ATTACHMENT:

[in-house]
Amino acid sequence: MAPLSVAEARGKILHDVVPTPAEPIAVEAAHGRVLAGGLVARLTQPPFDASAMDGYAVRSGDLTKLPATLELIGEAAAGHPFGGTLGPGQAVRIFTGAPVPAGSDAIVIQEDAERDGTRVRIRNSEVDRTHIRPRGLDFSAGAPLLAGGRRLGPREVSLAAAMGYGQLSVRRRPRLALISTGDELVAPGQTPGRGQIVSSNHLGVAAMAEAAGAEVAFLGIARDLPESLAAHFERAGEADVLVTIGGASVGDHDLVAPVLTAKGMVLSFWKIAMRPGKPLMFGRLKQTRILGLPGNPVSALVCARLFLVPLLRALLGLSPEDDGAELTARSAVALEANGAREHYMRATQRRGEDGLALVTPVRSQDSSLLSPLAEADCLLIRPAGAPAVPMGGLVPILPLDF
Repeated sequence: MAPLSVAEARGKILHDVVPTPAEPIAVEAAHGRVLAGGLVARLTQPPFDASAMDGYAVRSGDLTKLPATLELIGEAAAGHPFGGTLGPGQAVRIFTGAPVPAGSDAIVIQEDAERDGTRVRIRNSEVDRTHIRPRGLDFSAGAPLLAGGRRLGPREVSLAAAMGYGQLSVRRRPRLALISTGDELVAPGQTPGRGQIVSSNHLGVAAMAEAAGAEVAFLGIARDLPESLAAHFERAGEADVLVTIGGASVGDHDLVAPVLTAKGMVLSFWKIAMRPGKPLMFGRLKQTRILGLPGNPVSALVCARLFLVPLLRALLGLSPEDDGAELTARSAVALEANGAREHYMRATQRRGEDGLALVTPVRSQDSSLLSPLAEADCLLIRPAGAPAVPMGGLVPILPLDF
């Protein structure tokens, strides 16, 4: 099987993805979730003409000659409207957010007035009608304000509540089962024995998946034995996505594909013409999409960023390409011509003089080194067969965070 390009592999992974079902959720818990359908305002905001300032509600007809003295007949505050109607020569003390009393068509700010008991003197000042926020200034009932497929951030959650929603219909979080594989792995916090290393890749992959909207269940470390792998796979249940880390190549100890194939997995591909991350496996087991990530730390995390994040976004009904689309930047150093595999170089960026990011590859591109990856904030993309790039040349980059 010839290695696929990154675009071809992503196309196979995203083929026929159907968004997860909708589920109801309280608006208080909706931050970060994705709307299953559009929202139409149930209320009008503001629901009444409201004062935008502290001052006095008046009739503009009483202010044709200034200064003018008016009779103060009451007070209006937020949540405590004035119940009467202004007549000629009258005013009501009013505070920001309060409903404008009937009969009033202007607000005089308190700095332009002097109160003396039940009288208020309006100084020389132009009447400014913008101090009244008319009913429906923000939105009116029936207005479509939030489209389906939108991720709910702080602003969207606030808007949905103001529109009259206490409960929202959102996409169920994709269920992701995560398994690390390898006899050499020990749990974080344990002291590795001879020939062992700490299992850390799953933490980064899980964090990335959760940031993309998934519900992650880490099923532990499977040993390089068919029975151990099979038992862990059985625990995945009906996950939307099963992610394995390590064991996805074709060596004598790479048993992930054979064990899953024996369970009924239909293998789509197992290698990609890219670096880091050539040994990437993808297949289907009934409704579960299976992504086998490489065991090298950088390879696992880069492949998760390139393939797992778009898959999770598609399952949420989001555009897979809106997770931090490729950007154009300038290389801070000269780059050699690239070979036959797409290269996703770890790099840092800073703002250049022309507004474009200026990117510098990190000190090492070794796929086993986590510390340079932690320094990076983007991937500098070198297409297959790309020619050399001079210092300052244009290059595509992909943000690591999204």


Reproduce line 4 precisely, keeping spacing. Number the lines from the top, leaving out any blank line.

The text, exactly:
């Protein structure tokens, strides 16, 4: 099987993805979730003409000659409207957010007035009608304000509540089962024995998946034995996505594909013409999409960023390409011509003089080194067969965070 390009592999992974079902959720818990359908305002905001300032509600007809003295007949505050109607020569003390009393068509700010008991003197000042926020200034009932497929951030959650929603219909979080594989792995916090290393890749992959909207269940470390792998796979249940880390190549100890194939997995591909991350496996087991990530730390995390994040976004009904689309930047150093595999170089960026990011590859591109990856904030993309790039040349980059 010839290695696929990154675009071809992503196309196979995203083929026929159907968004997860909708589920109801309280608006208080909706931050970060994705709307299953559009929202139409149930209320009008503001629901009444409201004062935008502290001052006095008046009739503009009483202010044709200034200064003018008016009779103060009451007070209006937020949540405590004035119940009467202004007549000629009258005013009501009013505070920001309060409903404008009937009969009033202007607000005089308190700095332009002097109160003396039940009288208020309006100084020389132009009447400014913008101090009244008319009913429906923000939105009116029936207005479509939030489209389906939108991720709910702080602003969207606030808007949905103001529109009259206490409960929202959102996409169920994709269920992701995560398994690390390898006899050499020990749990974080344990002291590795001879020939062992700490299992850390799953933490980064899980964090990335959760940031993309998934519900992650880490099923532990499977040993390089068919029975151990099979038992862990059985625990995945009906996950939307099963992610394995390590064991996805074709060596004598790479048993992930054979064990899953024996369970009924239909293998789509197992290698990609890219670096880091050539040994990437993808297949289907009934409704579960299976992504086998490489065991090298950088390879696992880069492949998760390139393939797992778009898959999770598609399952949420989001555009897979809106997770931090490729950007154009300038290389801070000269780059050699690239070979036959797409290269996703770890790099840092800073703002250049022309507004474009200026990117510098990190000190090492070794796929086993986590510390340079932690320094990076983007991937500098070198297409297959790309020619050399001079210092300052244009290059595509992909943000690591999204």